The purpose of the review is the analysis of clinical and experimental data on the etiology
and pathogenesis of takotsubo syndrome (TS). TS is characterized by contractile dysfunction,
which usually affects the apical region of the heart without obstruction of coronary artery, moderate
increase in myocardial necrosis markers, prolonged QTc interval (in 50% of patients), sometimes
elevation of ST segment (in 19% of patients), increase N-Terminal Pro-B-Type Natriuretic Peptide
level, microvascular dysfunction, sometimes spasm of the epicardial coronary arteries (in 10% of
patients), myocardial edema, and life-threatening ventricular arrhythmias (in 11% of patients).
Stress cardiomyopathy is a rare disease, it is observed in 0.6 - 2.5% of patients with acute coronary
syndrome. The occurrence of takotsubo syndrome is 9 times higher in women, who are aged 60-70
years old, than in men. The hospital mortality among patients with TS corresponds to 3.5% - 12%.
Physical or emotional stress do not precede disease in all patients with TS. Most of patients with TS
have neurological or mental illnesses. The level of catecholamines is increased in patients with TS,
therefore, the occurrence of TS is associated with excessive activation of the adrenergic system.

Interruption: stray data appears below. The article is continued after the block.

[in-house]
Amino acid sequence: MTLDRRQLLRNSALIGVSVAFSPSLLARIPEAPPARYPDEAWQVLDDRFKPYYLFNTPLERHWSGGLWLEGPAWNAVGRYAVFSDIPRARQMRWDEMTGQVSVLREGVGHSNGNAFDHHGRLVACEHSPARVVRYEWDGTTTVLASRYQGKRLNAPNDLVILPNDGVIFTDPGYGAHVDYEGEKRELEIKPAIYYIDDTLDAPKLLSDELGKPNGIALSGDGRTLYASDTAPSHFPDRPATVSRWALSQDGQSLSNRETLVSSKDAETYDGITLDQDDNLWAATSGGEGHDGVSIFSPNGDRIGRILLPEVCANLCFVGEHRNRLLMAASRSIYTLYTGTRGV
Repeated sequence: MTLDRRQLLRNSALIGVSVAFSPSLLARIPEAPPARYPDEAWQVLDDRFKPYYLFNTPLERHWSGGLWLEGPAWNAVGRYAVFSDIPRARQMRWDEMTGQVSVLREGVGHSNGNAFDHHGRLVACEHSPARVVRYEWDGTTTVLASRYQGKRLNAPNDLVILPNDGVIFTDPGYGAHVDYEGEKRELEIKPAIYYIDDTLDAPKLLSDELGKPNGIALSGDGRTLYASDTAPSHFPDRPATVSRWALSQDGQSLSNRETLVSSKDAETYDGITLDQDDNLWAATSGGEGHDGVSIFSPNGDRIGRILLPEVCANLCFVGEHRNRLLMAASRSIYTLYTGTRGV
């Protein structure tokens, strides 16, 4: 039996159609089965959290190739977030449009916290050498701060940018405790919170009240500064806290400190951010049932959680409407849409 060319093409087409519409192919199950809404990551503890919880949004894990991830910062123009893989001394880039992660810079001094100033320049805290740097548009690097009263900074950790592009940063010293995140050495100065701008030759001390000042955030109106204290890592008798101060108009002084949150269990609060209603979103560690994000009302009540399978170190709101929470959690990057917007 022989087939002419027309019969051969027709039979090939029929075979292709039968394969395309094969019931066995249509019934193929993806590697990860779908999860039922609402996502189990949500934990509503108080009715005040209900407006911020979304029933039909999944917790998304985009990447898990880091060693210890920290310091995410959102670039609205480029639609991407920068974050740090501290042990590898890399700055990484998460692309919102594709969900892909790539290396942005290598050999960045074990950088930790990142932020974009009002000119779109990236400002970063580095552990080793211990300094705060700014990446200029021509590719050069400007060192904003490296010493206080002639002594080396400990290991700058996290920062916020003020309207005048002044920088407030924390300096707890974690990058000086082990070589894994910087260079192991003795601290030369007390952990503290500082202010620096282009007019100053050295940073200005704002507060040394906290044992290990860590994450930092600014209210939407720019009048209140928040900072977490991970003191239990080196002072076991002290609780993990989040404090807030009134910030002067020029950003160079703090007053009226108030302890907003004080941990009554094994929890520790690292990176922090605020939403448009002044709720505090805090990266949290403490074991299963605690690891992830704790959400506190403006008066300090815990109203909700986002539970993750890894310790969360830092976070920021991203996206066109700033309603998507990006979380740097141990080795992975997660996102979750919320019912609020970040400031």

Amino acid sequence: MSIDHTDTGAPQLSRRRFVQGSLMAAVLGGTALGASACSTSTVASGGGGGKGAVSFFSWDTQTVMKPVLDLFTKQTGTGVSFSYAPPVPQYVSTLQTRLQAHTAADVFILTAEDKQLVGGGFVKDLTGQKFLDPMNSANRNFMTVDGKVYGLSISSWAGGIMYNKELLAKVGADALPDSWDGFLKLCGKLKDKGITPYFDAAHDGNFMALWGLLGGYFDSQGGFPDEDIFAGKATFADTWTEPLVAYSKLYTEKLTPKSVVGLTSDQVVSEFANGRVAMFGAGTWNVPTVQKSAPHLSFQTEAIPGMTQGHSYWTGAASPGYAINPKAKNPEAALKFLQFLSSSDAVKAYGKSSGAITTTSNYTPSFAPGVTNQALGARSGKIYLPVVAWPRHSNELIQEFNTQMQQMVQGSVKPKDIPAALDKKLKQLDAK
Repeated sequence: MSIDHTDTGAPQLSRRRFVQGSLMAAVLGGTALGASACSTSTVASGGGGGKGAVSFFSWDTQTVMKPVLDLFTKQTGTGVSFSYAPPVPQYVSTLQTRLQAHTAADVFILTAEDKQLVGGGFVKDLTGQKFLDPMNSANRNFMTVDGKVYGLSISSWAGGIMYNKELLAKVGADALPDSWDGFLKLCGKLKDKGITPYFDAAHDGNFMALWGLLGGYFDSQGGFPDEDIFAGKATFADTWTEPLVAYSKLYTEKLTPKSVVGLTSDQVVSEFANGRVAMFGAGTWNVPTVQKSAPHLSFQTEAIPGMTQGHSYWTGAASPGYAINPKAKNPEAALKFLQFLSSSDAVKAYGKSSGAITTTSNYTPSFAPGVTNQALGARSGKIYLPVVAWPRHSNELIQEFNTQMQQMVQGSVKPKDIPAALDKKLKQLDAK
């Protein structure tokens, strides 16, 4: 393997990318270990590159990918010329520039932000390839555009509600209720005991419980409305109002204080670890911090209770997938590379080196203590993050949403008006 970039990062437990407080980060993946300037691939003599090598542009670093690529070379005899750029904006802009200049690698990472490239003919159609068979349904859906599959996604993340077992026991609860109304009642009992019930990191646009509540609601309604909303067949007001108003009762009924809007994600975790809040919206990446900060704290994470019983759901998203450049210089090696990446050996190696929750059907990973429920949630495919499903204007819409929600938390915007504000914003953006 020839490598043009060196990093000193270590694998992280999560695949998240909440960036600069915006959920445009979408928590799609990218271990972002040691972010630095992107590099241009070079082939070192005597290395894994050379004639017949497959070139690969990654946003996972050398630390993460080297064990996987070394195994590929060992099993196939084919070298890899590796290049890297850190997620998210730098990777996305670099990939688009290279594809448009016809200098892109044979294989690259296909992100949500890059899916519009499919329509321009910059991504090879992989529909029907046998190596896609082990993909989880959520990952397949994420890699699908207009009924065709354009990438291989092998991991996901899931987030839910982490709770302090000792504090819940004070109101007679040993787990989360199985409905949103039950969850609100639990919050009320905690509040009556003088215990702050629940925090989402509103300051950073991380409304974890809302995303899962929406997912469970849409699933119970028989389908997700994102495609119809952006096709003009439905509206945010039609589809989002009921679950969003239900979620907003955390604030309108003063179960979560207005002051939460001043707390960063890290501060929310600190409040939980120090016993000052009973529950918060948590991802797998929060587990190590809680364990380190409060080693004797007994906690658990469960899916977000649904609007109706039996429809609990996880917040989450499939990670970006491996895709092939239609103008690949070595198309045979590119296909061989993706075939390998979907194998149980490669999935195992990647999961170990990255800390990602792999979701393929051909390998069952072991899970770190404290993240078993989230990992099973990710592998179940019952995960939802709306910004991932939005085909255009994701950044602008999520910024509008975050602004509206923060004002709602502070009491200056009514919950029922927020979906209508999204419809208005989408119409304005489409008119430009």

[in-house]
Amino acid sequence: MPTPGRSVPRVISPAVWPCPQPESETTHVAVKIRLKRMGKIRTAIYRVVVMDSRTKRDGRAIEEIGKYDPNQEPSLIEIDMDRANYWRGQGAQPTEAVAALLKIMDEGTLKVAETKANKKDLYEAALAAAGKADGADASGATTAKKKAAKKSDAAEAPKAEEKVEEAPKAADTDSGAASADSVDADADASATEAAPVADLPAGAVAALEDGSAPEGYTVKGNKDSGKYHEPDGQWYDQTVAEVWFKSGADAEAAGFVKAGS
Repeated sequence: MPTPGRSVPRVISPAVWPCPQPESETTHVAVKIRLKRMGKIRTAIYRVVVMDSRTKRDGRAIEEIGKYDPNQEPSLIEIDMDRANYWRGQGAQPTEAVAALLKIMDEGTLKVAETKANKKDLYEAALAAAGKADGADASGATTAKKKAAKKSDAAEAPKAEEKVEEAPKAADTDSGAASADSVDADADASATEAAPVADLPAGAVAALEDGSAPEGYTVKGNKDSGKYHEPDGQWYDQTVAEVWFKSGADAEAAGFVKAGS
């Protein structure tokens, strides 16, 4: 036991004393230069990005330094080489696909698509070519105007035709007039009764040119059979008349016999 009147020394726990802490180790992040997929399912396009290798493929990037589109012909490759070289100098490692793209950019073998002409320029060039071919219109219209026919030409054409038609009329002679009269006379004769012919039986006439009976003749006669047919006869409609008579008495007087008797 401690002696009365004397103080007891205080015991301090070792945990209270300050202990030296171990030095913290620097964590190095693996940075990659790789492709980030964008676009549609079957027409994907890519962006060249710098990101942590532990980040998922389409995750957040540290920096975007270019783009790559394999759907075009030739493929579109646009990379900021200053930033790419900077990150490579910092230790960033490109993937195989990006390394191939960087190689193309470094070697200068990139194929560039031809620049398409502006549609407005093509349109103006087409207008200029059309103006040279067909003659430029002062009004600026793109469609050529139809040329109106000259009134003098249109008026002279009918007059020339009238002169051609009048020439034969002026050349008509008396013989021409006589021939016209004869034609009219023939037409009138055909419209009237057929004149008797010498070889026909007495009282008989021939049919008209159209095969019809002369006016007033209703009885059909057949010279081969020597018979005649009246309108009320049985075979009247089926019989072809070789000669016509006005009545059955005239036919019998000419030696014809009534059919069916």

The negative inotropic effect of catecholamines is associated with the activation of β2 adrenergic
receptors. An important role of the adrenergic system in the pathogenesis of TS is confirmed by
studies which were performed using 125I-metaiodobenzylguanidine (125I -MIBG). TS causes edema
and inflammation of the myocardium. The inflammatory response in TS is systemic. TS causes impaired
coronary microcirculation and reduces coronary reserve. There is a reason to believe that an
increase in blood viscosity may play an important role in the pathogenesis of microcirculatory dysfunction
in patients with TS. Epicardial coronary artery spasm is not obligatory for the occurrence
of TS. Cortisol, endothelin-1 and microRNAs are challengers for the role of TS triggers. A decrease
in estrogen levels is a factor contributing to the onset of TS. The central nervous system appears to
play an important role in the pathogenesis of TS.